What Motivates You?


I sat in front of my computer for a long time today before I started typing.  Something this week struck a nerve with me and I wasn’t sure I wanted to tackle the subject.

What subject is that, you ask?  The concept of “participation awards”.

In case you missed it, James Harrison of the Pittsburgh Steelers made the news this past week after posting an Instagram picture of a pair of participation trophies he had taken away from his sons because he wants his boys to EARN their awards, not be given awards for just showing up.  The last I saw, the picture had over 2,700 comments and nearly 15k “likes”.  Clearly, he got people talking.

Now, I’m not here to say whether I agree or disagree with Mr. Harrison’s point or his parenting style because it’s really none of my business.  What it did was get me thinking about all of the “participation awards” I currently have.  I have a rack of race medals hanging on my wall.  Did I not “earn” these medals?  I completed the required distances but in no way shape or form did I ever come close to winning.  I still feel I earned those medals as did everyone else who completed the race.  The people who won received something else for their accomplishments – money, other trophies, something.  Because I didn’t win, should I not have received anything?  I don’t think so.

For me…the “bling” is a motivator.  I know I will never win or even come close to placing in my age group at a race, unless only 3 people show up, but I know if I put in the work I will get some cool shiny thing at the end.  It makes me proud and gives me a sense of accomplishment.  Maybe I should feel that way intrinsically but I don’t.  I like shiny things.  Heck, we organize virtual races here at Shrinking Jeans, complete with participation medals and shirts because we think it’s fun, gives you something to work for, and creates a sense of community as we fundraise for worthy causes.  I don’t think there’s anything wrong with that.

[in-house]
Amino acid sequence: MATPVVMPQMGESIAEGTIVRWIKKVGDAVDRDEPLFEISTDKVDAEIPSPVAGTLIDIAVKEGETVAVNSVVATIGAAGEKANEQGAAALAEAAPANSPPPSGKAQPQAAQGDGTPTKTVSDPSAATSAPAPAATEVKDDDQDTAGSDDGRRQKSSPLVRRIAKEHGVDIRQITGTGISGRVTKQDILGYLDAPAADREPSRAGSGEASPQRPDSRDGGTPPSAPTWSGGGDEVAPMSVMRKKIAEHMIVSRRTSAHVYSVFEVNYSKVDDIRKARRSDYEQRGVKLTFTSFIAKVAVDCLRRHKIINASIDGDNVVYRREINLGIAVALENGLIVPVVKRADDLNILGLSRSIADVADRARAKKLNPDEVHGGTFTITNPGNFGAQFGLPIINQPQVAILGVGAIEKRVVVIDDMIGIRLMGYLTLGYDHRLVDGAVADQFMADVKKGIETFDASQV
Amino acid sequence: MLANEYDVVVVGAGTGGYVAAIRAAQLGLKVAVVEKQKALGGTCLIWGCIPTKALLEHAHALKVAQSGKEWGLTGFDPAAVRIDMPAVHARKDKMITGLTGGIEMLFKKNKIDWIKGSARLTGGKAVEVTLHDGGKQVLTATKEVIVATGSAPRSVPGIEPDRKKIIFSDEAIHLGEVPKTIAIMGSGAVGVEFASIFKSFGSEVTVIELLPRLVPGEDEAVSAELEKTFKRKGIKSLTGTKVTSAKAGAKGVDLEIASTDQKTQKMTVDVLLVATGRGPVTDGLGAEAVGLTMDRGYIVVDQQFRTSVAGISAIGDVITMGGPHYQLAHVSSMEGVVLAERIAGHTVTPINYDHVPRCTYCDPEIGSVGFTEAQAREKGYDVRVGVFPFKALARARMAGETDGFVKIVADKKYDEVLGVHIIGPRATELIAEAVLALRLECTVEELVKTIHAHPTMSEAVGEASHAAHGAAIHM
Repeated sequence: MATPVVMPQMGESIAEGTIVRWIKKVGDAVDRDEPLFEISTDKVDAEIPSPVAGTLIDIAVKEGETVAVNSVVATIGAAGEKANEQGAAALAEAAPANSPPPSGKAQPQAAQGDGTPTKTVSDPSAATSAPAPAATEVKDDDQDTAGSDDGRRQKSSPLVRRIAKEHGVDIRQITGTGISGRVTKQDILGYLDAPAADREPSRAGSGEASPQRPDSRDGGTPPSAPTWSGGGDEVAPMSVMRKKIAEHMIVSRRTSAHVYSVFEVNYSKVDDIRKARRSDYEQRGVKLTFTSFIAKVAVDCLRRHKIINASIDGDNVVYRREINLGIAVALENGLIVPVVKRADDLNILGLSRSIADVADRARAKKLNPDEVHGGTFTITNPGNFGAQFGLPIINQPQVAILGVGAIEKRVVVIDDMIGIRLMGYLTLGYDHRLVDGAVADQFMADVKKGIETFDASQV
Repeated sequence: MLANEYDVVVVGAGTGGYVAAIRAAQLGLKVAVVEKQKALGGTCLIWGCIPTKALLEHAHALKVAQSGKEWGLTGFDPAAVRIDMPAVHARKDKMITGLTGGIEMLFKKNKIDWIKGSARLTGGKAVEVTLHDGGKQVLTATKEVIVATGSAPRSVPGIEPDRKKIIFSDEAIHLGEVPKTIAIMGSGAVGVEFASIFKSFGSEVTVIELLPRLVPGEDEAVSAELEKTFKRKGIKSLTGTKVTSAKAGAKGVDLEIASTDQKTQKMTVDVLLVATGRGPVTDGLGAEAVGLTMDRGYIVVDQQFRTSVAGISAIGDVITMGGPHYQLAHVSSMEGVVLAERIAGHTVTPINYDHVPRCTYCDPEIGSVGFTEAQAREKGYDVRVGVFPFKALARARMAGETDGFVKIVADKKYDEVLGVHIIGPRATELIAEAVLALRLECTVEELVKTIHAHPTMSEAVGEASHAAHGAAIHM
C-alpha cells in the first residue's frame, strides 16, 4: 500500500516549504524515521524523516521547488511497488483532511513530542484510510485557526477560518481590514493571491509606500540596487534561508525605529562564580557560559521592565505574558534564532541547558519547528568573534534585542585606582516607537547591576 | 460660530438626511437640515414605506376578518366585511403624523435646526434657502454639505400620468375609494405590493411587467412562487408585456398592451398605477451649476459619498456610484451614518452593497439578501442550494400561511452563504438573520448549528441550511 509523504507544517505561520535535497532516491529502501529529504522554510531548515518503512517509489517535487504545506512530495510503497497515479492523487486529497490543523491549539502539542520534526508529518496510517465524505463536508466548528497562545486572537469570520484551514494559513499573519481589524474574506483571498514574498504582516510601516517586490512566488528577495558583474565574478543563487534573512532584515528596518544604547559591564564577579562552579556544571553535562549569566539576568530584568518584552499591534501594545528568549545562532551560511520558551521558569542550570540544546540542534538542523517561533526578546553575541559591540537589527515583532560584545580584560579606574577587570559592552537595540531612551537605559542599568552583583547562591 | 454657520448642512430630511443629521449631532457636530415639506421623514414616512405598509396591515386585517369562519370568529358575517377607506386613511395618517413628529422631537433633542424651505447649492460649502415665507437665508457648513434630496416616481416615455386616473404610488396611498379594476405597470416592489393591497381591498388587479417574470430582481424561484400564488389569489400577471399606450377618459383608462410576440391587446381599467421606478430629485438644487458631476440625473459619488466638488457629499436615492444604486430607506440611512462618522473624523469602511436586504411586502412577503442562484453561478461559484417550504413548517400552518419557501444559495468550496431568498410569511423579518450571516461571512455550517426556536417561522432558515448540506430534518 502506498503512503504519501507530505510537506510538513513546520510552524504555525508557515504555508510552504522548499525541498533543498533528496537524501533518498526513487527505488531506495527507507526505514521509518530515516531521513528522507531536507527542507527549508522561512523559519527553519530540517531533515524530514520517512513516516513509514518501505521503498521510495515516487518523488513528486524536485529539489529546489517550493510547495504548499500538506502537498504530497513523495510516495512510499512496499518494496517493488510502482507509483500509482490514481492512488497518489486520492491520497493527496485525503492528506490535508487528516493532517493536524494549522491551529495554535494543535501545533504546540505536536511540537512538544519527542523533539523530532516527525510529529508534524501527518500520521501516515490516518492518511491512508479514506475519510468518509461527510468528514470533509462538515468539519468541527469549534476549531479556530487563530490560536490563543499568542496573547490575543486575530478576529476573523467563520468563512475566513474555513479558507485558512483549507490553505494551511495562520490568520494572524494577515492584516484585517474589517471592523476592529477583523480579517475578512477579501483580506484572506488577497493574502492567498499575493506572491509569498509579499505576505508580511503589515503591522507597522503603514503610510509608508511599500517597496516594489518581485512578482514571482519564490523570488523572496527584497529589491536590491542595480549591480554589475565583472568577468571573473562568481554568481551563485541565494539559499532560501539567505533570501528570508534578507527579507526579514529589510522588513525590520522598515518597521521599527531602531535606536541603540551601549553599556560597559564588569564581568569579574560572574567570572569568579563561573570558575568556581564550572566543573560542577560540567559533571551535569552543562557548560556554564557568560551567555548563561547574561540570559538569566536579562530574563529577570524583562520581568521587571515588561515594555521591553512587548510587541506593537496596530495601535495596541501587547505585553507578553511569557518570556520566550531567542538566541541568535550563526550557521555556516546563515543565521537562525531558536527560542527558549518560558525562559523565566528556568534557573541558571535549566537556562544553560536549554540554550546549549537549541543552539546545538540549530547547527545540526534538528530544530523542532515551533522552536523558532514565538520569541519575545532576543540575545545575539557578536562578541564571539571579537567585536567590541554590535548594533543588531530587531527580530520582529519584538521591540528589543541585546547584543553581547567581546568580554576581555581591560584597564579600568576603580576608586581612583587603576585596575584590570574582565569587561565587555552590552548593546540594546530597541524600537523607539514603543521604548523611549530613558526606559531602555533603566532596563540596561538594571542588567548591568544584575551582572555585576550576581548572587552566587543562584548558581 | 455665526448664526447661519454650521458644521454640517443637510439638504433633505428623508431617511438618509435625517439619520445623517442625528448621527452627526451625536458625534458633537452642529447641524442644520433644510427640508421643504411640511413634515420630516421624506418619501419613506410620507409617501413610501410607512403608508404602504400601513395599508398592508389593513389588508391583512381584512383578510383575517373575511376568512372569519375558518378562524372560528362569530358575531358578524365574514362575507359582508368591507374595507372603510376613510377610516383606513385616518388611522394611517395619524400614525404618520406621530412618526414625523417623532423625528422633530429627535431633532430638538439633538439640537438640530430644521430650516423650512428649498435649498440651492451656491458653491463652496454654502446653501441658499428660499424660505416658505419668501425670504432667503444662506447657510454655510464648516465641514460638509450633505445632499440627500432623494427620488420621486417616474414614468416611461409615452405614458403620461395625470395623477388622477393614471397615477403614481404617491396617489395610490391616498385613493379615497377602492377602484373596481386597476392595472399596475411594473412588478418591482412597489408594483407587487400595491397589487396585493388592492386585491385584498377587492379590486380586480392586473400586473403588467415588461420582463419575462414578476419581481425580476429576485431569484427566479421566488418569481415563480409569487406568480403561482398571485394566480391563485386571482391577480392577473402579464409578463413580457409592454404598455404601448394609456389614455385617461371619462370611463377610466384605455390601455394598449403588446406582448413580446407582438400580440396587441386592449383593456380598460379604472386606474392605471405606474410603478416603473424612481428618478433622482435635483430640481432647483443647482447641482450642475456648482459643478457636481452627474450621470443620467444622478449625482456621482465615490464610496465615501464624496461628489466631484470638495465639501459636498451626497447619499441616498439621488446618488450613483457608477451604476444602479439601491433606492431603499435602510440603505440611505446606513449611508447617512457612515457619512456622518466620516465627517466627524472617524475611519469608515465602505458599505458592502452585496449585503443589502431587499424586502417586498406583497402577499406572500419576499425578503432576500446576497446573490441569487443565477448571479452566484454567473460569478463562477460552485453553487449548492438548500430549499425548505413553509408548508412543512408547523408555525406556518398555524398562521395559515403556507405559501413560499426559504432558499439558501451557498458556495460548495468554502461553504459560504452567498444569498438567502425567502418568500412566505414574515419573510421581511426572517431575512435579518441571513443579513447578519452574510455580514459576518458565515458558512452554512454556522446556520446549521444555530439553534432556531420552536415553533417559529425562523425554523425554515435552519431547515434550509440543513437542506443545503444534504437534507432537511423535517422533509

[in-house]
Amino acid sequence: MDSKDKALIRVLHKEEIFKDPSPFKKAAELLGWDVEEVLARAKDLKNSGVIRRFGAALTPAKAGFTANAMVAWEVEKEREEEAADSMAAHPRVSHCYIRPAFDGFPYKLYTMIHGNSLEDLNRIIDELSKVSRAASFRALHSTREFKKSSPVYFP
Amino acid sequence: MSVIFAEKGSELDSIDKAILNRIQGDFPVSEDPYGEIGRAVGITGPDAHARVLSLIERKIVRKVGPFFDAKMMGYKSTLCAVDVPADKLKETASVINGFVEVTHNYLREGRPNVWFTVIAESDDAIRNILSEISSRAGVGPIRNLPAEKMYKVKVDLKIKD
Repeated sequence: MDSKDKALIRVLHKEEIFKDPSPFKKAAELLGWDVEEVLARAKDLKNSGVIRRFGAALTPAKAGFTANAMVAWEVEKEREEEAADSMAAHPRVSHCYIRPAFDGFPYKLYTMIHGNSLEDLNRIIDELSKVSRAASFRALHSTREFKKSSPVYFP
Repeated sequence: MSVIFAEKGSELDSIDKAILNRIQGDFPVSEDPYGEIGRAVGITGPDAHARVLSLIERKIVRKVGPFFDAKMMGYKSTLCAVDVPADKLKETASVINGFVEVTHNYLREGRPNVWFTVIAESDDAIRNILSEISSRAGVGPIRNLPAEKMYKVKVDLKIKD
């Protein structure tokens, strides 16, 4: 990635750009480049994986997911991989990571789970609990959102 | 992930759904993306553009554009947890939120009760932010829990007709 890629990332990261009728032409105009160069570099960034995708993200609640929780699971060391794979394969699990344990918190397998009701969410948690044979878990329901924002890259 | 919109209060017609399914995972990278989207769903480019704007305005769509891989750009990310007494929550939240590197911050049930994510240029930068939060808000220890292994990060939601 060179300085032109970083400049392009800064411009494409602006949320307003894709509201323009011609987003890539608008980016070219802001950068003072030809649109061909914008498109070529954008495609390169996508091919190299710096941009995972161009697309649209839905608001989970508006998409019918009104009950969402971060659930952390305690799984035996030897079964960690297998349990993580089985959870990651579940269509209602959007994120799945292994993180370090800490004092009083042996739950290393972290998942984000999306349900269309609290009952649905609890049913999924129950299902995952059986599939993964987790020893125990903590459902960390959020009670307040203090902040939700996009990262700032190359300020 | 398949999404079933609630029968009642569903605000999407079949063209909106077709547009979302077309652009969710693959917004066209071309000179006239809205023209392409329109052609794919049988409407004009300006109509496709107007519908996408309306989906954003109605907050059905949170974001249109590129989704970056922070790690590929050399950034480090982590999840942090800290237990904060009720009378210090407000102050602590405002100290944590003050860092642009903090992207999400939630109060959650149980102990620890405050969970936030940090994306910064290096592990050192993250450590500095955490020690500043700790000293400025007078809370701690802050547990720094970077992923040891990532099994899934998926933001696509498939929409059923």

Maybe you aren’t motivated by a finisher’s medal or participation award.  Maybe it’s the fun shirt or taking selfies with your BRF.  Maybe you are one of those people who really are intrinsically motivated.  Whatever works and gets you out the door is fine with me.  If a participation award creates enough excitement in a 5-year-old to try soccer for the first time or a 4th grader to go out for Girls on the Run, then by all means, give him or her the award.  I still think children and adults need to be taught that the world is full of winners and losers and there are behaviors which go beyond the sense of entitlement to get something for nothing, but when you show up and play for a season of soccer or complete that 5k, you haven’t done “nothing”.  Go ahead and hang that bling on your wall.  You’ve earned it.

What motivates you?  Are you motivated by the “bling”?